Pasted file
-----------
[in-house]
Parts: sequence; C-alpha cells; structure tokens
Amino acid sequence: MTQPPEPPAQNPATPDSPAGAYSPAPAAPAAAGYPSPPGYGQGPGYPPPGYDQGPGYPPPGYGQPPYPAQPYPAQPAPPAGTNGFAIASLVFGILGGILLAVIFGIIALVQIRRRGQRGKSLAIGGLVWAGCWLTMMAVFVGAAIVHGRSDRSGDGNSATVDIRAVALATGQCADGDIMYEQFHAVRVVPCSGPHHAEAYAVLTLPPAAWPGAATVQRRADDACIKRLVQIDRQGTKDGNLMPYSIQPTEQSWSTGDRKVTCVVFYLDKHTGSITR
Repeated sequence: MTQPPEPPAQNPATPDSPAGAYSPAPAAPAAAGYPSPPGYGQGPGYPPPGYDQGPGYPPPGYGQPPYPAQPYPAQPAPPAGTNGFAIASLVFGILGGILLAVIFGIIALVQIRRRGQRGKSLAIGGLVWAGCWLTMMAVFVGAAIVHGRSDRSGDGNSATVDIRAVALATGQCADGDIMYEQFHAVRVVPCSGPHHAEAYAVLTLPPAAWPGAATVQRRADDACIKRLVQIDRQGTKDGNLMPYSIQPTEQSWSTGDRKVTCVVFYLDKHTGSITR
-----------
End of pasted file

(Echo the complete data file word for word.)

[in-house]
Parts: sequence; C-alpha cells; structure tokens
Amino acid sequence: MTQPPEPPAQNPATPDSPAGAYSPAPAAPAAAGYPSPPGYGQGPGYPPPGYDQGPGYPPPGYGQPPYPAQPYPAQPAPPAGTNGFAIASLVFGILGGILLAVIFGIIALVQIRRRGQRGKSLAIGGLVWAGCWLTMMAVFVGAAIVHGRSDRSGDGNSATVDIRAVALATGQCADGDIMYEQFHAVRVVPCSGPHHAEAYAVLTLPPAAWPGAATVQRRADDACIKRLVQIDRQGTKDGNLMPYSIQPTEQSWSTGDRKVTCVVFYLDKHTGSITR
Repeated sequence: MTQPPEPPAQNPATPDSPAGAYSPAPAAPAAAGYPSPPGYGQGPGYPPPGYDQGPGYPPPGYGQPPYPAQPYPAQPAPPAGTNGFAIASLVFGILGGILLAVIFGIIALVQIRRRGQRGKSLAIGGLVWAGCWLTMMAVFVGAAIVHGRSDRSGDGNSATVDIRAVALATGQCADGDIMYEQFHAVRVVPCSGPHHAEAYAVLTLPPAAWPGAATVQRRADDACIKRLVQIDRQGTKDGNLMPYSIQPTEQSWSTGDRKVTCVVFYLDKHTGSITR